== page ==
The Financial Action Task Force’s (FATF) review meeting is going to be held in Beijing between January 21-24, 2020. In October 2019, Paris-based FATF had issued a warning to Pakistan that the country could be blacklisted unless it fulfills an action plan against UN-designated terrorists operating from its soil.
A country is blacklisted by FATF when it fails to take steps against terror financing or money laundering. The FATF was set up in 1989 as an inter-governmental body to regulate terror funding, money laundering and other threats to the international financial system.
As per the FATF norms, Pakistan has to completely overhaul its financial network systems to strengthen its anti-money laundering/countering the financing of terrorism regime, or AML/CFT, regime. In simple words, it has to counter the terror outfits like Jamaat-ud-Dawah (JuD) and Lashkar-e-Taiba. JuD has been red-flagged by FATF which the terror watchdog officials and experts claim, is a charity front for terror group Lashkar-e-Taiba.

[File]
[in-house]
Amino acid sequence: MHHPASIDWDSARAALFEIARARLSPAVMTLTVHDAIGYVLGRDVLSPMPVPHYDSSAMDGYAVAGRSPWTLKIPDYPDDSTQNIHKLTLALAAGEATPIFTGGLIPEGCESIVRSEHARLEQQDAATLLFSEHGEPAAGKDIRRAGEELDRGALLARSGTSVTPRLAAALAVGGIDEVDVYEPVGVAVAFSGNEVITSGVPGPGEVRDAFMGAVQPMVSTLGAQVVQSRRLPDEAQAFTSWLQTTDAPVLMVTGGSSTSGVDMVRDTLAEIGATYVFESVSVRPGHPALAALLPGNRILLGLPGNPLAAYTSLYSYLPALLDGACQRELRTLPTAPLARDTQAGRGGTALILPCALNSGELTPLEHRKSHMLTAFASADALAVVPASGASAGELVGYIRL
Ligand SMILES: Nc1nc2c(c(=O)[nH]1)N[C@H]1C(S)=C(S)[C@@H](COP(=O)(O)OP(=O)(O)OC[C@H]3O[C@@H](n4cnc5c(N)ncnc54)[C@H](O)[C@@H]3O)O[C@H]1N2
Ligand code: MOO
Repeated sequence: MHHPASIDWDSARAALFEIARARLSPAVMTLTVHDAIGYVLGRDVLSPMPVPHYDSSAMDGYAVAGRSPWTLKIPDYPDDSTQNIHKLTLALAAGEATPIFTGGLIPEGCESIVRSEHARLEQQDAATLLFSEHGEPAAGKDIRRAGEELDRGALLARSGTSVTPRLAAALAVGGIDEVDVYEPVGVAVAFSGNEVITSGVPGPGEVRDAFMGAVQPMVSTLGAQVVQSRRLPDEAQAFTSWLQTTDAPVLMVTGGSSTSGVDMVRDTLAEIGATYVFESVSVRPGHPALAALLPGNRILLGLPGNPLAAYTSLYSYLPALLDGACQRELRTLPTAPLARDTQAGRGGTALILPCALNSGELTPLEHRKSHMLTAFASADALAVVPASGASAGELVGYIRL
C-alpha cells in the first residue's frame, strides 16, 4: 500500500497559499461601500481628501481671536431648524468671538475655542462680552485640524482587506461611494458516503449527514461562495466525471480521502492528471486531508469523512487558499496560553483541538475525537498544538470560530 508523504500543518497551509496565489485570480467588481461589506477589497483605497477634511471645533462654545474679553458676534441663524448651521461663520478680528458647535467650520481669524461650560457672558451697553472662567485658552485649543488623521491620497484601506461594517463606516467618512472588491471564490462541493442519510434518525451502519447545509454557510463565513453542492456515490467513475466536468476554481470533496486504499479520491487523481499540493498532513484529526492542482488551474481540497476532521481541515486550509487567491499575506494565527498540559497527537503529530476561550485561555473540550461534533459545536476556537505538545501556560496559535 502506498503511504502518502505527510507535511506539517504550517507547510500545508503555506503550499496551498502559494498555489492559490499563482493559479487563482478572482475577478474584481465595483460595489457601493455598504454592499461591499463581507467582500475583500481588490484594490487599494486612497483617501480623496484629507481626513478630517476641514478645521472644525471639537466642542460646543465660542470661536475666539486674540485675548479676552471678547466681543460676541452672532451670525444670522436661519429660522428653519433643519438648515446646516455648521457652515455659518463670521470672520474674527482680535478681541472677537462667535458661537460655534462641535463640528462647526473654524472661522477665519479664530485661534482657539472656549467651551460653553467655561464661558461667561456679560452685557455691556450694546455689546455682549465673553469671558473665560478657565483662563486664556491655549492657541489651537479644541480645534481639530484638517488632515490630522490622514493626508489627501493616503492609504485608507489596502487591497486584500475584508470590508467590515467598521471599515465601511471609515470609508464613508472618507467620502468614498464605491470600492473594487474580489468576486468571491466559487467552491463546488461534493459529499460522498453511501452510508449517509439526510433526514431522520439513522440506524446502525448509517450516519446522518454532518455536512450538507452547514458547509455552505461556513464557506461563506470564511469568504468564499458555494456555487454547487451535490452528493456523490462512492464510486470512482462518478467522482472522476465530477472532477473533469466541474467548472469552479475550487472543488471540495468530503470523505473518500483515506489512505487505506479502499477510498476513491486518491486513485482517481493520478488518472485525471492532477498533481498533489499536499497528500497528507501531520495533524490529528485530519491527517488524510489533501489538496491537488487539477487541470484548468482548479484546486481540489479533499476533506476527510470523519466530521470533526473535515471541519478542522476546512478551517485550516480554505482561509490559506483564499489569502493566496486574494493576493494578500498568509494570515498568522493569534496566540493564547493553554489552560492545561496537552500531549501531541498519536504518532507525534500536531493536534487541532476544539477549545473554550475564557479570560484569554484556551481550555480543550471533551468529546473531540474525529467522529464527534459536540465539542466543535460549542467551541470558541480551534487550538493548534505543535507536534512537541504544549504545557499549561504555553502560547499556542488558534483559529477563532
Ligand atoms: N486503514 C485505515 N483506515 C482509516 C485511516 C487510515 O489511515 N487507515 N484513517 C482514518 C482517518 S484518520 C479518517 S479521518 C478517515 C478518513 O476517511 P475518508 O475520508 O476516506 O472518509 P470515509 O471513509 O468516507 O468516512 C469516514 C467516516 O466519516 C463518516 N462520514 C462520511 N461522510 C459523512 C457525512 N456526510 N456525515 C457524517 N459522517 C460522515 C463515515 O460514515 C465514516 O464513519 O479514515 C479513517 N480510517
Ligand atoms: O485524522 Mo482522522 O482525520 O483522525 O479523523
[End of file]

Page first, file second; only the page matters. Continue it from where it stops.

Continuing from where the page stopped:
On paper, Pakistan has to reply to a questionnaire comprising 150 queries sent by the intergovernmental body by 8 January 2020. These queries are mainly related to actions the Imran Khan government has taken against the madrassas that are affiliated to the terrorist outfits.
If Pakistan is blacklisted, this could lead to the freezing of capital flow to Pakistan, slow progress in refinancing/re-profiling loans from major bilateral creditors, and increasing headwinds from a weaker global economic backdrop.